Program Evaluation: Creative-in-Residence

April 30th, 2019 | EVALUATION

The National Building Museum (NBM) contracted RK&A to evaluate Creative-in-Residence (CIR), a program that invites visual and performing artists to NBM for short-term residencies to create original work that promotes engagement with the built environment.  The study goal was to consider future implications for the CIR program based on the most recent CIR iteration (a January 2019 dance performance inviting visitors to explore NBM’s historic building) and past program iterations.  

How did we approach this study?

To hear a variety of perspectives on CIR, RK&A conducted in-depth telephone interviews with a number of stakeholders with different relationships to the program– both internal and external – including visitors who attended performance, performers, past creatives who have worked with the museum (including the most recent CIR), and cultural professionals (peers) who manage similar programs at other institutions.  RK&A also attended the performance in January 2019 as context for data collection and analysis.  

What did we learn?

Results show there is a strong appetite among the community for engaging with the NBM building’s history in creative and intriguing ways as well as an overall appreciation for how the CIR program unites the arts and the built environment.  In the January 2019 CIR iteration, leading visitors throughout the building, having performers dance in unexpected places, and basing the performance on the museum’s collections helped all involved – visitors, performers, and the artist – more deliberately consider the NBM building’s history and unique architecture, develop a “special bond” with the building, and inspired them to consider built spaces uniqueness more generally.  All of this bodes well for the CIR program’s future and highlights the power of visual/performing arts to promote new perspectives on the built environment.  Opportunities to strengthen the CIR program (while still respecting each iteration and artist's uniqueness) include finding ways to mitigate logistical barriers that could impede program effectiveness (e.g., crowding on performance days), integrate more historically underrepresented perspectives (e.g., working with diverse artists, community members, and/or collections), and promoting visitors’ agency in shaping the built environment (i.e., how can/do they shape the built environment?).  Program leaders should also consider strategies for maintaining and strengthening relationships with artists and performers after each CIR iteration ends.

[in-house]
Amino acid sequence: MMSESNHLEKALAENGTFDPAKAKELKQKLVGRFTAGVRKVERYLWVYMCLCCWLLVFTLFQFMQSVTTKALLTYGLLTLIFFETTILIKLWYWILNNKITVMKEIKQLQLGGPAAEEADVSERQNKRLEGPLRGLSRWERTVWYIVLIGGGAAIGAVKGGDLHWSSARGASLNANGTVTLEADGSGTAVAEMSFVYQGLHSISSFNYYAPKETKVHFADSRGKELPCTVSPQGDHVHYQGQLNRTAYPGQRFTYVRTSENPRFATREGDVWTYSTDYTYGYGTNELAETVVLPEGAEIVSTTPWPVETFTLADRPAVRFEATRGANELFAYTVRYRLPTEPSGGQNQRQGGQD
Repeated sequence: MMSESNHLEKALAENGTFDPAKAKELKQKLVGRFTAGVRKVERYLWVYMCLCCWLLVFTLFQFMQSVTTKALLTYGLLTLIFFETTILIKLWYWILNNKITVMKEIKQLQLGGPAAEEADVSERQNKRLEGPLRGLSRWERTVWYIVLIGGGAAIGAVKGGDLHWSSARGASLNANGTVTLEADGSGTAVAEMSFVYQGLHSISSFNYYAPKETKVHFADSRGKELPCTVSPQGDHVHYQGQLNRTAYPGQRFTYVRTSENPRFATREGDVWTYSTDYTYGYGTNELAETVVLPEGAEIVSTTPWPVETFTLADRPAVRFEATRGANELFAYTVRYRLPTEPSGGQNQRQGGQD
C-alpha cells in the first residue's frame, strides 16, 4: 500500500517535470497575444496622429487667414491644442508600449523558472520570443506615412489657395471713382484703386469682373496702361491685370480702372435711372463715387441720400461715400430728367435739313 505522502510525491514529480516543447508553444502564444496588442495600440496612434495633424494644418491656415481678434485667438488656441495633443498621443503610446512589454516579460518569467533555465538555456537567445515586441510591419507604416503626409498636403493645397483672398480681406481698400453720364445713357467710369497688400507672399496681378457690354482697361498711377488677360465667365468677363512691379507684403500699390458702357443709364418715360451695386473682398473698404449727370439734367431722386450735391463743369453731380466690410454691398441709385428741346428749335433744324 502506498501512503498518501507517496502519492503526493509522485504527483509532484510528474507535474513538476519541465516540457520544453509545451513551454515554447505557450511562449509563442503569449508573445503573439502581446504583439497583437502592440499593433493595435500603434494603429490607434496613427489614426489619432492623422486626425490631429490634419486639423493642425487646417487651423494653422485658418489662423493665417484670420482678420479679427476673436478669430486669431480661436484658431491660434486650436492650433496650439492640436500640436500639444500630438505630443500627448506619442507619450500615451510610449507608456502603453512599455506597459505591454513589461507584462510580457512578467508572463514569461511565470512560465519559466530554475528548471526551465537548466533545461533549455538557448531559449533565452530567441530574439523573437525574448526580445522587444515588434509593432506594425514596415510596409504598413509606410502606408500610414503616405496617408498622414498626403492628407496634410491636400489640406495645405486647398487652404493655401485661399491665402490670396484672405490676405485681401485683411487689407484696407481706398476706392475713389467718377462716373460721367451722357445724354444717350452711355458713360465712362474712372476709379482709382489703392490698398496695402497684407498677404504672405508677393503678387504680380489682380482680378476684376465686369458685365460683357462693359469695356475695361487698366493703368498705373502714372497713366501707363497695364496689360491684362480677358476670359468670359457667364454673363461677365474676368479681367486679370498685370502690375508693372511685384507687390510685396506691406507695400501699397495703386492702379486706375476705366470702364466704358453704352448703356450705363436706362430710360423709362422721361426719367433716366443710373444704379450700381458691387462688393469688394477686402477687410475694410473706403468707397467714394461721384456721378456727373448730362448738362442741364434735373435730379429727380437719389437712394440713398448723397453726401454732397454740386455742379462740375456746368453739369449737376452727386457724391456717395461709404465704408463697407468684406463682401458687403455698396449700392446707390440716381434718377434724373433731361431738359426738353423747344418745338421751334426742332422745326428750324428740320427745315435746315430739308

Team Members

Cathy Sigmond, Evaluator, RK&A, Inc.
Stephanie Downey, Evaluator, RK&A, Inc.


Audience: Evaluators | General Public | Museum | ISE Professionals
Discipline: Art | music | theater
Resource Type: Evaluation Reports | Summative
Environment Type: Museum and Science Center Programs | Public Programs